There is more to marketing at Marvel – than the mighty hulk
There is no doubting that Marvel Comics has a great PR department, and even before their current incarnation they had Stan Lee out front talking it up like no one’s business, and it always seemed a little slicker and more PR friendly (more personal) than its biggest rival DC Comics. Teaming up with Disney hasn’t hurt that at all, and having a cohesive fictional universe which they can use to sell interlinked franchise films and TV series is not only great story telling but marketing genius.
The latest idea sees Marvel using their advertising machinery to give something back to the larger community. If you hook up with Marvel, even if your product doesn’t necessarily get loved by everyone in their audience, it will at least bring attention to the issue, and it has actually garnered quite a few column inches already.
So what have they done? Well, firstly they teamed up with Florida’s Department Of Citrus to redesign Captain Citrus, in an effort to help bolster the flagging orange juice market, and produced what will be a series of comics showing Captain Citrus interacting with some of Marvel’s well-known properties. The group paid $1 million to create the character, but the marketing effort is something that makes both them and Marvel look good.
The other story, which came out of this same idea, was Sapheara and The Blue Ear, two characters created in conjunction with the Children’s Hearing Institute in New York to help educate children with cochlear implants and empower hearing disabled children.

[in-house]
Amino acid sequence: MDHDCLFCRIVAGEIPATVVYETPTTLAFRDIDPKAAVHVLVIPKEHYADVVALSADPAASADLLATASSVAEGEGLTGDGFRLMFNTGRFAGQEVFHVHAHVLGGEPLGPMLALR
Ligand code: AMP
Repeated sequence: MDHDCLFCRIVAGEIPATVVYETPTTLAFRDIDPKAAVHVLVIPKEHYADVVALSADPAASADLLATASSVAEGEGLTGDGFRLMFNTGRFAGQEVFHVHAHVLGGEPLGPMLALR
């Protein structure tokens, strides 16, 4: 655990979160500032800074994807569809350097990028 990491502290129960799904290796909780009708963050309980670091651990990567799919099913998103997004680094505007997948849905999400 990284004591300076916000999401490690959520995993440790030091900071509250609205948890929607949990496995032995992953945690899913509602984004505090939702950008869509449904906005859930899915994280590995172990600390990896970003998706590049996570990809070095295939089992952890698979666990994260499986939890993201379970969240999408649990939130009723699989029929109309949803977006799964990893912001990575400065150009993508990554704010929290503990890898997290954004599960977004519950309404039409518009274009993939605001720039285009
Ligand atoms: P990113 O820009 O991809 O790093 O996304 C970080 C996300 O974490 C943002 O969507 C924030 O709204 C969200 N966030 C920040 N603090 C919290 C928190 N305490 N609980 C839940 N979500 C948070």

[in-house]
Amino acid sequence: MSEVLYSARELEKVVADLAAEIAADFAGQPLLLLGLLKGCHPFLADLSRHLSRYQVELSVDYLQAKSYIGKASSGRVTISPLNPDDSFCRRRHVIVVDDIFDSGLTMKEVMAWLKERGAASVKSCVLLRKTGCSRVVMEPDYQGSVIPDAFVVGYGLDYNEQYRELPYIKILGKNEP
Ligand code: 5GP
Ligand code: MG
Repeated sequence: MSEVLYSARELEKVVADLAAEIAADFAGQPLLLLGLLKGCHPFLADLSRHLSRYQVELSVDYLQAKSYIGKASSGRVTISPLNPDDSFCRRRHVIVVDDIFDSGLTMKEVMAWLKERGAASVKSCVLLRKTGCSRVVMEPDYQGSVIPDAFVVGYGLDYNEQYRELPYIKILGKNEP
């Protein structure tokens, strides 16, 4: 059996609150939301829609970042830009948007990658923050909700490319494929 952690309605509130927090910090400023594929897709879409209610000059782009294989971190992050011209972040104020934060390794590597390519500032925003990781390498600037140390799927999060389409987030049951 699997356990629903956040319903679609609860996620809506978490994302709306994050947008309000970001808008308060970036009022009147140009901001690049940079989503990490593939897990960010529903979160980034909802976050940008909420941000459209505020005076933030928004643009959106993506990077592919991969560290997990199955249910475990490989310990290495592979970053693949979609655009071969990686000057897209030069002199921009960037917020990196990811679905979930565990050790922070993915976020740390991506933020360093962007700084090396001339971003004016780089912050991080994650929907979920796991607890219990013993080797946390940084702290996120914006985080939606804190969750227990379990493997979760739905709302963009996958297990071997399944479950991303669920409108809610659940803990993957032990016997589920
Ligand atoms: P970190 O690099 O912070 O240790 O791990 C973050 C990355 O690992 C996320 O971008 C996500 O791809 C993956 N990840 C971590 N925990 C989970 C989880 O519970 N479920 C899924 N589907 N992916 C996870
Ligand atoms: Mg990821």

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It’s a nice thing to see a company of this magnitude doing something to help people. Obviously it isn’t entirely altruistic, but it is a great example they are setting, and a kind of product placement that avoids being totally cynical while still being pretty in your face.
It isn’t the first time a fiction has been built around a product, and it surely won’t be the last. Fay Weldon wrote The Bulgari Connection, mentioning the jewelers 33 times in the novel, as required by her £18,000 contract. Warren Ellis and Michael Allred, in a similar vein, recently produced The Spirit Of Bacardi comic about the history of the famous rum producer.
Bruce Sterling talked about design fiction which has been described as an approach to design that speculates about new ideas through prototyping and storytelling, and it is something that is catching on as an idea. It builds on science fiction’s already embedded tendency to imagine new things and build worlds which extrapolate and further tropes and already existent technology. Maybe Marvel will get in on the idea too.
Product placement isn’t always so blatant, and it surely alleviates the cost of producing some works of art, but is it a good thing? Some adverts are quite artistic and fledgling directors like David Fincher and Ridley Scott have both cut their teeth in this field, so the lines have already blurred quite a lot, but how are people going to feel when they really can’t tell if they are consuming a work of art or an advert?